Imagine if every “device” (smartphone, tablet, laptop, etc.) had the following warning label:
This device is not intended for any individuals under the age of 16. Purchasers of this device frequently cite their child’s “safety” as a reason for their purchase. Prospective purchasers, upon reading this warning, may feel otherwise.
Use of this device in early childhood has been associated with delayed language acquisition.
This device has been linked to emotional dysregulation in young infants (that means babies can’t learn to self-soothe so that they are fussy unless given a screen to watch, at which time they are quiet). Lacking these coping skills, these children are at risk for a variety of mental health issues ranging from “fussy babies” to “anger management problems. ”
This device is known to cause or worsen sleep disorders, which, in turn, are linked to problems with attention, mood, and obesity.
This device is directly linked to overeating, which leads to obesity, which, in turn, leads to prediabetes, type 2 diabetes, and premature strokes and heart attacks.
Upon owning this device, your child will be barraged with a multitude of messages marketing unhealthful food, drink, inappropriate entertainment, and video games.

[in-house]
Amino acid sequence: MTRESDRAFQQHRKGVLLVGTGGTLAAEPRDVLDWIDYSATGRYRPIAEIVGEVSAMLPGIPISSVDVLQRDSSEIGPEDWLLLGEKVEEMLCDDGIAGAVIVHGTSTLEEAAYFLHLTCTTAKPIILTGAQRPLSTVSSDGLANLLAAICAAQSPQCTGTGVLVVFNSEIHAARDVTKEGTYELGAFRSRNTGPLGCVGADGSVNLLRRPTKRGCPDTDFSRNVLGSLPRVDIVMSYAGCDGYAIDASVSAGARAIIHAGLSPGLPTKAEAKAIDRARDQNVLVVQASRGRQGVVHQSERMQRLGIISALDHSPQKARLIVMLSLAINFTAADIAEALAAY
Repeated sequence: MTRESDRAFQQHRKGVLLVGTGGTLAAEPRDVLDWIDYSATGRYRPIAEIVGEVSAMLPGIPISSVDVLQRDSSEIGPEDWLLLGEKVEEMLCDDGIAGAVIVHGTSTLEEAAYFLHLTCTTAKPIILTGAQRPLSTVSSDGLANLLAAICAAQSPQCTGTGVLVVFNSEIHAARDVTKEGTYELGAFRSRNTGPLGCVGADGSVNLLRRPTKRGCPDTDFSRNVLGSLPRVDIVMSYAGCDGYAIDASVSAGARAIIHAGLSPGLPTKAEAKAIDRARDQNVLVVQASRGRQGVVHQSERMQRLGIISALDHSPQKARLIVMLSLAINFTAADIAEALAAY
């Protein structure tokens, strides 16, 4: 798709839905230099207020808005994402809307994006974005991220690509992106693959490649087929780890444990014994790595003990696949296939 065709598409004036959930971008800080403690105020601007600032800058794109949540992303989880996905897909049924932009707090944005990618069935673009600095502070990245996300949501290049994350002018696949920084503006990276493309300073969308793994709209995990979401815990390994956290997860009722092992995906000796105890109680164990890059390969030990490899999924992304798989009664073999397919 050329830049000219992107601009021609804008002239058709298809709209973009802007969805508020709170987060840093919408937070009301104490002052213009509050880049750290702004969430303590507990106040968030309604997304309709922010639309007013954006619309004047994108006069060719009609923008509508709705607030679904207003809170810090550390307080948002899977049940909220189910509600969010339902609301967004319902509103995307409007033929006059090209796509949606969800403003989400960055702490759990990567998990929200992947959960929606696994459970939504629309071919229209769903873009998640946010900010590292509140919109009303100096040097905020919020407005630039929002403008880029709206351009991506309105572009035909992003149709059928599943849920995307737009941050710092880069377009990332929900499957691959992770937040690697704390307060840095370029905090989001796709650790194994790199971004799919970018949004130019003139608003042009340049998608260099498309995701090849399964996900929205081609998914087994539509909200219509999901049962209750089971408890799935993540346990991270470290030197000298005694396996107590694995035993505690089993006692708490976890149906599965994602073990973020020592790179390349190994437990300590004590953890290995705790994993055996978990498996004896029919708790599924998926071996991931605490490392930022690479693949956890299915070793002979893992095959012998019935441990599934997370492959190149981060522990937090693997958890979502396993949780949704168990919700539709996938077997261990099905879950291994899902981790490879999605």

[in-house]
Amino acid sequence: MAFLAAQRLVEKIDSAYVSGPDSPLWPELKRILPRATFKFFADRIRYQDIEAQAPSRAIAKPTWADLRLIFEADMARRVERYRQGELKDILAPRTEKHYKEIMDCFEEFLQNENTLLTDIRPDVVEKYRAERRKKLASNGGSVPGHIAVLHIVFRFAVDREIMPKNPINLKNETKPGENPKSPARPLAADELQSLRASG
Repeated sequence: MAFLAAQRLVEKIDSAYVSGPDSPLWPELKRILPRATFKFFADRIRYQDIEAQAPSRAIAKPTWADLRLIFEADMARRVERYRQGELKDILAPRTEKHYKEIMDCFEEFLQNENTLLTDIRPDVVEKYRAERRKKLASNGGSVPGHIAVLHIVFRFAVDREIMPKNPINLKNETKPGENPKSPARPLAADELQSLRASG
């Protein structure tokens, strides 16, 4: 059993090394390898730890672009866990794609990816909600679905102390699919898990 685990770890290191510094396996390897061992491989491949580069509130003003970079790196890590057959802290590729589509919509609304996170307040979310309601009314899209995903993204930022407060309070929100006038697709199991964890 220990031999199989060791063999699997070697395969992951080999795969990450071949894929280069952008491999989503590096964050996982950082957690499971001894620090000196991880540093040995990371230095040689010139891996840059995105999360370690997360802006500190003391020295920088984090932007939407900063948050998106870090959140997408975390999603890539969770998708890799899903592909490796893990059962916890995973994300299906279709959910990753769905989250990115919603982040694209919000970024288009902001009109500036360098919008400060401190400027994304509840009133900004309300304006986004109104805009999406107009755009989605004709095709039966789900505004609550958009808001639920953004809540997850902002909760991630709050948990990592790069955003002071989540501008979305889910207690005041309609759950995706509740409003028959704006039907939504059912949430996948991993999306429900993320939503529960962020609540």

The advertising industry is aware of the evidence that infants as young as six months are able to recognize logos. Armed with this knowledge, the industry strives to establish brand loyalty in early infancy.
Advertising directly to children is a $6 billion industry. Eighty percent of the ads promote sugary drinks, sugary cereals, fast food or children’s movies, many of which, in turn, promote fast food and video games. Purchaser should also be aware, as is the advertising industry, that children under age six cannot distinguish advertisements from entertainment or factual content.
Many of the video games which your child will play are addictive, violent, or both. (The most popular ones are both addictive and violent.)
This device gives your child access to pornography. The average age of a boy when he first accesses pornography is nine years. The number of hits to free pornographic websites exceeds the combined total of hits to Google, Amazon, and YouTube. Eighty percent of free pornography shows violent acts against women. (Stuff like ATM—look it up, if you care to, but warning … it’s disgusting. If you do choose to look it up, make sure your kid is not in the room, then delete it from your search history. Also, better tell your spouse/partner why you looked it up, just in case — otherwise, you may have some explaining to do.)
Be aware that many of the so-called educational programs do nothing more than market junk to kids (e.g., a website that uses M&M’s to teach a child to count) and have been shown to delay learning. For example, the “Baby Einstein” videos, promoted as a way to make your baby smarter, were shown to delay language. Disney, the producer of the “Einstein” series, had to settle a class-action lawsuit for an estimated $ 100 million due to its false claims.